What do you notice about how you behave in times of conflict? Do you tend toward avoidance? Or compromise? Or collaboration? Or competition? Or accommodation?
This poem describes a conflict between neighbors: a tree hangs over a fence. The owners love this tree; their neighbors don’t. Somebody responds directly, somebody else avoids, a chainsaw appears. Suddenly this conflict becomes a parable for all conflicts, illustrating how deep they can go and how often they cannot be resolved with a question about what to do.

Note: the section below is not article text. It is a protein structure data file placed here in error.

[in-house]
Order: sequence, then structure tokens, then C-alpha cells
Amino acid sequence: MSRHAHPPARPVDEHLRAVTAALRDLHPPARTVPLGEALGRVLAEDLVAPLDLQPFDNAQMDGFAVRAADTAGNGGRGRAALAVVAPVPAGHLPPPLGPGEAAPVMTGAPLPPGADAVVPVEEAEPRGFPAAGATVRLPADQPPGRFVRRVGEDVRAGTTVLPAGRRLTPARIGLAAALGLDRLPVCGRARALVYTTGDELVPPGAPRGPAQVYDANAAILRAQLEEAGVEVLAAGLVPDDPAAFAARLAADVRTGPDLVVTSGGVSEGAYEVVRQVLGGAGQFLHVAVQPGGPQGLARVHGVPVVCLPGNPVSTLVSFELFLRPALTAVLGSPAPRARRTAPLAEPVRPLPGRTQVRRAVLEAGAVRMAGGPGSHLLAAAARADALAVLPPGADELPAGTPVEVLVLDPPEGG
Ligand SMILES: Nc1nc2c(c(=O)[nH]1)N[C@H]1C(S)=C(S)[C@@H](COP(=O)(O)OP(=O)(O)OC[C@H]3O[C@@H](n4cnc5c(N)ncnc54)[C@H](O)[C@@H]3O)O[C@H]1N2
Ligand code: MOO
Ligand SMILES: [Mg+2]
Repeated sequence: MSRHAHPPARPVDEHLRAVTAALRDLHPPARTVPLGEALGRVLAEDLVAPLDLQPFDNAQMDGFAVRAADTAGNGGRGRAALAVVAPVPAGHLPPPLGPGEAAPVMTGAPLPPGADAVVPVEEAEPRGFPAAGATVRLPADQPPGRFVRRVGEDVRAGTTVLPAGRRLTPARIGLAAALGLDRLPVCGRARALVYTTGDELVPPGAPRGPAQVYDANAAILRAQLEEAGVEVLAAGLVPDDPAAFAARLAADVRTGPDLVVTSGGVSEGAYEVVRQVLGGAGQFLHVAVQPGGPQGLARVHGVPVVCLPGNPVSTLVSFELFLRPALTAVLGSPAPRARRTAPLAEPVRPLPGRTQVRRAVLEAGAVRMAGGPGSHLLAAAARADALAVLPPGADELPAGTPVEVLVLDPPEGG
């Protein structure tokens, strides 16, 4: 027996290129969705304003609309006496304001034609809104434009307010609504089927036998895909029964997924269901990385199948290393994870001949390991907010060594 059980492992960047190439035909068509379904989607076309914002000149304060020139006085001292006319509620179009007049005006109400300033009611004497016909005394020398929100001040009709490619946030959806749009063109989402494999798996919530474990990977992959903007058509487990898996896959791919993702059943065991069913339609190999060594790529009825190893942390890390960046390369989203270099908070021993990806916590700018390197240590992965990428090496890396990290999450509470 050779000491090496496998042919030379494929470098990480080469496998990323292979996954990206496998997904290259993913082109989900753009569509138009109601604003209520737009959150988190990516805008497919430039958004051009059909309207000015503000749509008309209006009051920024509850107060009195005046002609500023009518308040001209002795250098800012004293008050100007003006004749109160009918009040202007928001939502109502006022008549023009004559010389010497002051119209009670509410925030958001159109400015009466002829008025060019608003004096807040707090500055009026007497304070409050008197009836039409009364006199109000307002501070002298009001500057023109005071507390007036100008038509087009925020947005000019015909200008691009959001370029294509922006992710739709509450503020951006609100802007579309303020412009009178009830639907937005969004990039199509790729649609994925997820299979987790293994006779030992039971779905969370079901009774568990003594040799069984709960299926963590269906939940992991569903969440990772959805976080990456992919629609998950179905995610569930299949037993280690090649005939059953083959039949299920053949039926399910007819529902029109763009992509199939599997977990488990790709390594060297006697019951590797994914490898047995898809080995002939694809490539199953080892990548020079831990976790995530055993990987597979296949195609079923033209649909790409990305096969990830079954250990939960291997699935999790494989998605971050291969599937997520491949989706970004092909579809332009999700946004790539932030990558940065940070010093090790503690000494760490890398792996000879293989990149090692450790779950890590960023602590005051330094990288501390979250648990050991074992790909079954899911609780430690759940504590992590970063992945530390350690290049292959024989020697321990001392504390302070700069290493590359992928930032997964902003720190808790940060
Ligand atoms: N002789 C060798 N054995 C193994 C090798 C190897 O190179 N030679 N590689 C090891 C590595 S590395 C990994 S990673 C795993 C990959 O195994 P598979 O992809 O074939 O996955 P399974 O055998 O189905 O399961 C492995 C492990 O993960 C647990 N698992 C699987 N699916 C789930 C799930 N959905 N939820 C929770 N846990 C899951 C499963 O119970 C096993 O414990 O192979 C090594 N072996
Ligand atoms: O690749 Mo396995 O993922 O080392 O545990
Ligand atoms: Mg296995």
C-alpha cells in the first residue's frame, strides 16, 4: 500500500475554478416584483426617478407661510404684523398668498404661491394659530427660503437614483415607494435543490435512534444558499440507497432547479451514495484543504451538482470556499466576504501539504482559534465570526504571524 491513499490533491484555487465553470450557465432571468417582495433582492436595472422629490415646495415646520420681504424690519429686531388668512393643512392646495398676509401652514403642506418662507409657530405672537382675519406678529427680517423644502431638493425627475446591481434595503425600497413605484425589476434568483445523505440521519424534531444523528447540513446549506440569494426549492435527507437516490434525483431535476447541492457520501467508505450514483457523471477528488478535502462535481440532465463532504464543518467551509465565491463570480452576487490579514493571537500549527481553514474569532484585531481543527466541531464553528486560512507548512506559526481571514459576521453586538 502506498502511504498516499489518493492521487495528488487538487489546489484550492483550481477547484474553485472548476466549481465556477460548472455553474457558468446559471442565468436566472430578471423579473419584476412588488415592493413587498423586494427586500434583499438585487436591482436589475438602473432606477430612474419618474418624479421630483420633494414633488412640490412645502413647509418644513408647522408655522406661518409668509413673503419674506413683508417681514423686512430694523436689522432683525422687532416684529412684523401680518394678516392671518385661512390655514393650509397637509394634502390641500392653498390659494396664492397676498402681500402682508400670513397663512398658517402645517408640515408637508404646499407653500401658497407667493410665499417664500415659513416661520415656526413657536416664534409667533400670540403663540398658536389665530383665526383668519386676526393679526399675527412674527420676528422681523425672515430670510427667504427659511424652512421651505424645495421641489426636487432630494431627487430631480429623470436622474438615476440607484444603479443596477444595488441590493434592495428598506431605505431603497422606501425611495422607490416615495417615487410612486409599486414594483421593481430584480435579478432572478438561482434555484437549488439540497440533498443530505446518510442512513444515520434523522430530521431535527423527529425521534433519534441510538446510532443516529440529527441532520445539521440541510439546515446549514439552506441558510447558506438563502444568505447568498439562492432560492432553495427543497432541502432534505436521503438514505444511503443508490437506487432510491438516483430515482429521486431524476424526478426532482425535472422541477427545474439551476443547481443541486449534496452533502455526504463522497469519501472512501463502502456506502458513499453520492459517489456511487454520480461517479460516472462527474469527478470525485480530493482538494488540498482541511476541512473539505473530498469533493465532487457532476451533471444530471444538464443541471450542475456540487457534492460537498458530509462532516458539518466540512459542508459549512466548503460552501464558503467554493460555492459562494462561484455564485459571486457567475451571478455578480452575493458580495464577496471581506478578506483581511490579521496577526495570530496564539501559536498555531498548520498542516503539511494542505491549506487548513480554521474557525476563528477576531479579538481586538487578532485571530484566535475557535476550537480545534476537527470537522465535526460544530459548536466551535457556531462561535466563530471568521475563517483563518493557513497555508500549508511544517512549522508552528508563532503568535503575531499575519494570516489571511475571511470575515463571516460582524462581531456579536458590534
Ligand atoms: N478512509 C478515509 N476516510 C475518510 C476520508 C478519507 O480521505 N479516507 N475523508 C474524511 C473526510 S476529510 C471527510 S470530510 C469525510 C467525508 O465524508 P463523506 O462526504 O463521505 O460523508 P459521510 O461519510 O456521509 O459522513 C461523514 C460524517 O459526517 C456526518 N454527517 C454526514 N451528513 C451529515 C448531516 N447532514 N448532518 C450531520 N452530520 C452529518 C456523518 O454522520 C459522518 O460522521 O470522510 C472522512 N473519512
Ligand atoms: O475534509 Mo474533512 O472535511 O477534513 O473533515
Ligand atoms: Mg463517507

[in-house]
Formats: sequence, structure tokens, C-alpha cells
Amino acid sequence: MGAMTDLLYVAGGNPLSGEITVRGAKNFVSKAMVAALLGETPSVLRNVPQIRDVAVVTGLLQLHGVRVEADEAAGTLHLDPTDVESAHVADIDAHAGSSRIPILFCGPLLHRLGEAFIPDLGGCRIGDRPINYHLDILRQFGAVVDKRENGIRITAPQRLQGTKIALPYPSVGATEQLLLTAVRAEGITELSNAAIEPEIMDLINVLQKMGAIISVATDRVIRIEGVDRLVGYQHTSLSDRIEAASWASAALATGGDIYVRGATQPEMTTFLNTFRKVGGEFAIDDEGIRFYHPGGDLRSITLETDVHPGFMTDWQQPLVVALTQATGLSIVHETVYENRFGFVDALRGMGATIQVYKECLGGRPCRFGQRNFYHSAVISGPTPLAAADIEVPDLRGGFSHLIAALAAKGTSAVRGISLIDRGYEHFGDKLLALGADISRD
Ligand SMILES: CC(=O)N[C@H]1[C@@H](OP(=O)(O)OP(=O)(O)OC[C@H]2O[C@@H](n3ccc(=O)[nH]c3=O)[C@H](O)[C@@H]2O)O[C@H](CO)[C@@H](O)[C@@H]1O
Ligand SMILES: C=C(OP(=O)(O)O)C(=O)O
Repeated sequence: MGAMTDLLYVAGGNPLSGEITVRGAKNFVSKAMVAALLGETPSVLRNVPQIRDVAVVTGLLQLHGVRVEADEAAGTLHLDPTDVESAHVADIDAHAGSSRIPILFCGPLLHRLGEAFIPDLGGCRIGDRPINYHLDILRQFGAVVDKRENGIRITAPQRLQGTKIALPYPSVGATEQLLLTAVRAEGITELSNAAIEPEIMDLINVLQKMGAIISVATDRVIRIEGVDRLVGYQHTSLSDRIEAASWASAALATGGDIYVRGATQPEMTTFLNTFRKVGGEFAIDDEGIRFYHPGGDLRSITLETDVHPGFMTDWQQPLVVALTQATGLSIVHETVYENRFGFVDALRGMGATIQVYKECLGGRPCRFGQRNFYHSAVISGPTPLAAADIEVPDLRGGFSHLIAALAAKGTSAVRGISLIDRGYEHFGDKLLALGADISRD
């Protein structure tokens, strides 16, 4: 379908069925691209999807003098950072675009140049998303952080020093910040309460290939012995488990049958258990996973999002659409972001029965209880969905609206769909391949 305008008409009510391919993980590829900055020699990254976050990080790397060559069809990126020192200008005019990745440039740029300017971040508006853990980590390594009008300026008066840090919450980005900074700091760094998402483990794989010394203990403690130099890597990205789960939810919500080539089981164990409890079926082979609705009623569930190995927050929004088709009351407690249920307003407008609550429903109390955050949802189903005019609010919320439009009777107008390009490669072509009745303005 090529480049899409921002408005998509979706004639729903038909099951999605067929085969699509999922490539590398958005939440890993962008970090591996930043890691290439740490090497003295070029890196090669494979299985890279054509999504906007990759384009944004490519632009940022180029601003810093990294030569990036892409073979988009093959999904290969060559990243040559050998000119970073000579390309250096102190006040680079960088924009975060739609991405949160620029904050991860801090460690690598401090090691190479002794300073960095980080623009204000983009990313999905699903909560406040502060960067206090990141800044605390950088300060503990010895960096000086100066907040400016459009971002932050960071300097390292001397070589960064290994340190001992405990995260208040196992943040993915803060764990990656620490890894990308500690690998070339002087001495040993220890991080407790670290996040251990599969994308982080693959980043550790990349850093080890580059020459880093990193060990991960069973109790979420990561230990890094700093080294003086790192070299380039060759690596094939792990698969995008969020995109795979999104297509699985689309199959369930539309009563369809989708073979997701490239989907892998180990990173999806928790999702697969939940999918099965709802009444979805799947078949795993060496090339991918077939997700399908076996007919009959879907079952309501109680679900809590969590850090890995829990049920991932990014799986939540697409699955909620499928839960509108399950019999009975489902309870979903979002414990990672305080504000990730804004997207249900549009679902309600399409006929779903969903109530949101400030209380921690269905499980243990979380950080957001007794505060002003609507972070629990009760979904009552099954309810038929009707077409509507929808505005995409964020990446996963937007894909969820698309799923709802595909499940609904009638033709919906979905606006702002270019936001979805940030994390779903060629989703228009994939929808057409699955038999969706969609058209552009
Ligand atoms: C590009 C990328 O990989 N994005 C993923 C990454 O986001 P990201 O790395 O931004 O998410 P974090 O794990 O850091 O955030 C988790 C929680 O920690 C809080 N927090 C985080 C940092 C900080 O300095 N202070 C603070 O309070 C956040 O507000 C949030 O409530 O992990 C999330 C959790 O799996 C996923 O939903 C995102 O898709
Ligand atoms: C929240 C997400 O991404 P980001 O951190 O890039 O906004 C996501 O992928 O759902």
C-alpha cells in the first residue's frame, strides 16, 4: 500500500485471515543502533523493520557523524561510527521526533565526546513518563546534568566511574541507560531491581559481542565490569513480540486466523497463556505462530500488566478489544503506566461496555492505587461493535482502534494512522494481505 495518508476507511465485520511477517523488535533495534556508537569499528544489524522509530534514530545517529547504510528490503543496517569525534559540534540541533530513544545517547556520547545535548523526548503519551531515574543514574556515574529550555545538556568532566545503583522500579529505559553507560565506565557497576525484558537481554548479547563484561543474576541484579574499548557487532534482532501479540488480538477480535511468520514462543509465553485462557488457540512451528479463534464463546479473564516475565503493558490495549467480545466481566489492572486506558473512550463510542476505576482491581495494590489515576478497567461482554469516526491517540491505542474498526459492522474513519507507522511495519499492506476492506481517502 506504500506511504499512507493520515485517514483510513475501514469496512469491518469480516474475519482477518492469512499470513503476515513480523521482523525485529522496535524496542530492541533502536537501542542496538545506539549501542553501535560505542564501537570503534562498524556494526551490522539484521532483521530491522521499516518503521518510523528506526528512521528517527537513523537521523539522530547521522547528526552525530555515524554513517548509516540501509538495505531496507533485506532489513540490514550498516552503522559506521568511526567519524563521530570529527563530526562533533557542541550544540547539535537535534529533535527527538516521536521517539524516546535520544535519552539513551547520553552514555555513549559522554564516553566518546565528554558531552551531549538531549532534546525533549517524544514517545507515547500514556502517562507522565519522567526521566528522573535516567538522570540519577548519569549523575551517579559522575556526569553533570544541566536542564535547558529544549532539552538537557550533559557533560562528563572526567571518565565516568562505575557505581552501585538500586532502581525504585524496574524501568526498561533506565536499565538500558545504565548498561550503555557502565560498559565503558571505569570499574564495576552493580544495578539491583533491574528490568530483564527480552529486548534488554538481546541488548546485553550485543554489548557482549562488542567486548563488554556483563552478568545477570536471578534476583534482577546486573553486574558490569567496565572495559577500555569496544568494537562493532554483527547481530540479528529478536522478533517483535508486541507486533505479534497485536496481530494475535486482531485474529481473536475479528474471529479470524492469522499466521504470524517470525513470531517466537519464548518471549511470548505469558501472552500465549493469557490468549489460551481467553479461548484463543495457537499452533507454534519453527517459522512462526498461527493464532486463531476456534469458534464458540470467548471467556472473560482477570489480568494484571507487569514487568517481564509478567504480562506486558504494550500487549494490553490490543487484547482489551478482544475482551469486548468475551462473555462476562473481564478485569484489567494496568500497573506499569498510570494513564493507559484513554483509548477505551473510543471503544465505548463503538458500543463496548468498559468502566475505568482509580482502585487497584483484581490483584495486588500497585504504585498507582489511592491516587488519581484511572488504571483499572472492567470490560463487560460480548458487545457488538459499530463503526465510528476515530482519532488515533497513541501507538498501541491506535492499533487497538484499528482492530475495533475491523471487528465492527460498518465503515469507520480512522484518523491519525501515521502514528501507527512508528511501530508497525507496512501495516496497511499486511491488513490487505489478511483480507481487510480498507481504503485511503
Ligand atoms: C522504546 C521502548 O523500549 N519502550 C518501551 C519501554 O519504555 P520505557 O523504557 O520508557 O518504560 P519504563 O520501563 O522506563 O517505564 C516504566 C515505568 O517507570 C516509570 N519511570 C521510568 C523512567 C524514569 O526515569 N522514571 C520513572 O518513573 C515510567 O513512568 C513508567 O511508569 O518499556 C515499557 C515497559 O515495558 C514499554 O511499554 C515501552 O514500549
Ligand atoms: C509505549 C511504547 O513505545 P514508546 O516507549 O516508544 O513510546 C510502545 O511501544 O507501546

Philip Metres – is the author of Shrapnel Maps, Sand Opera, and The Sound of Listening: Poetry as Refuge and Resistance. He has been awarded fellowships from the Guggenheim and Lannan Foundations, and received three Arab American Book Awards, the Adrienne Rich Award, and the Hunt Prize. He is a professor of English and director of the Peace, Justice, and Human Rights program at John Carroll University.
Find the transcript for this show at onbeing.org.